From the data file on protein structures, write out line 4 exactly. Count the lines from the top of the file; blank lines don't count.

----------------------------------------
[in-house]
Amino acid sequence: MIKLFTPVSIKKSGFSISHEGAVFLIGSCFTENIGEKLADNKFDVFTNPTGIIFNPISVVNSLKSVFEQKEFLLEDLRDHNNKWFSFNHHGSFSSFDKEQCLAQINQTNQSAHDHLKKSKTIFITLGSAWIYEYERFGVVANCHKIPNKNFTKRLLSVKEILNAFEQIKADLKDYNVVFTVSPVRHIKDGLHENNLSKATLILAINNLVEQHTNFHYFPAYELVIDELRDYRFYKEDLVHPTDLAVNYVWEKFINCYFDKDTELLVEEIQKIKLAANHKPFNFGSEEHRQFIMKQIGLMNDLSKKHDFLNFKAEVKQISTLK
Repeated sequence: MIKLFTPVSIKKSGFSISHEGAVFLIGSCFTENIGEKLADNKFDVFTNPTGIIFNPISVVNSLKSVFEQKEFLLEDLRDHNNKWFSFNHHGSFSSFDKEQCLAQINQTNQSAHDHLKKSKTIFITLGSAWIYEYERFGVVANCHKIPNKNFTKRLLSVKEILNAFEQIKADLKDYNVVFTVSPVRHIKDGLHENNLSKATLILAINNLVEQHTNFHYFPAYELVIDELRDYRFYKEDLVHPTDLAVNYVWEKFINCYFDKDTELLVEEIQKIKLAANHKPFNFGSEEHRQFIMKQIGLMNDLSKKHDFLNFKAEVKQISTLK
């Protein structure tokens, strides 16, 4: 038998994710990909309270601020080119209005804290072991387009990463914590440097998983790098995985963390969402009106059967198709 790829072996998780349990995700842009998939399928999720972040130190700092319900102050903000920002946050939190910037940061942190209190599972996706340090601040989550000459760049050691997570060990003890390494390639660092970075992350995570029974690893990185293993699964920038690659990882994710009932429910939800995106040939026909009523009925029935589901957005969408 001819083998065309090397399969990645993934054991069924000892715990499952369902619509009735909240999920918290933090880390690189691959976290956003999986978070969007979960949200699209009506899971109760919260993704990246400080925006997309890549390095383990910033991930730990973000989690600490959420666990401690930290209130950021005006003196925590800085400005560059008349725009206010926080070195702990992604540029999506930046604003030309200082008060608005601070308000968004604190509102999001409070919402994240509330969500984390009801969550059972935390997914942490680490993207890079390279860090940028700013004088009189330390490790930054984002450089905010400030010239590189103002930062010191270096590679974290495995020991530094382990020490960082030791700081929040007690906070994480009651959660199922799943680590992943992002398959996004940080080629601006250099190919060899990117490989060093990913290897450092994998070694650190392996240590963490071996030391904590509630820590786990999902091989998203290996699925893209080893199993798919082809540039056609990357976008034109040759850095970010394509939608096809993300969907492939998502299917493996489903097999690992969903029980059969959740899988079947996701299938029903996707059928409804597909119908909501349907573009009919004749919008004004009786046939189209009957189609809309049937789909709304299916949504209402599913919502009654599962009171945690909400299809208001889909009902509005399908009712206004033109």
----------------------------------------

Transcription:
């Protein structure tokens, strides 16, 4: 038998994710990909309270601020080119209005804290072991387009990463914590440097998983790098995985963390969402009106059967198709 790829072996998780349990995700842009998939399928999720972040130190700092319900102050903000920002946050939190910037940061942190209190599972996706340090601040989550000459760049050691997570060990003890390494390639660092970075992350995570029974690893990185293993699964920038690659990882994710009932429910939800995106040939026909009523009925029935589901957005969408 001819083998065309090397399969990645993934054991069924000892715990499952369902619509009735909240999920918290933090880390690189691959976290956003999986978070969007979960949200699209009506899971109760919260993704990246400080925006997309890549390095383990910033991930730990973000989690600490959420666990401690930290209130950021005006003196925590800085400005560059008349725009206010926080070195702990992604540029999506930046604003030309200082008060608005601070308000968004604190509102999001409070919402994240509330969500984390009801969550059972935390997914942490680490993207890079390279860090940028700013004088009189330390490790930054984002450089905010400030010239590189103002930062010191270096590679974290495995020991530094382990020490960082030791700081929040007690906070994480009651959660199922799943680590992943992002398959996004940080080629601006250099190919060899990117490989060093990913290897450092994998070694650190392996240590963490071996030391904590509630820590786990999902091989998203290996699925893209080893199993798919082809540039056609990357976008034109040759850095970010394509939608096809993300969907492939998502299917493996489903097999690992969903029980059969959740899988079947996701299938029903996707059928409804597909119908909501349907573009009919004749919008004004009786046939189209009957189609809309049937789909709304299916949504209402599913919502009654599962009171945690909400299809208001889909009902509005399908009712206004033109």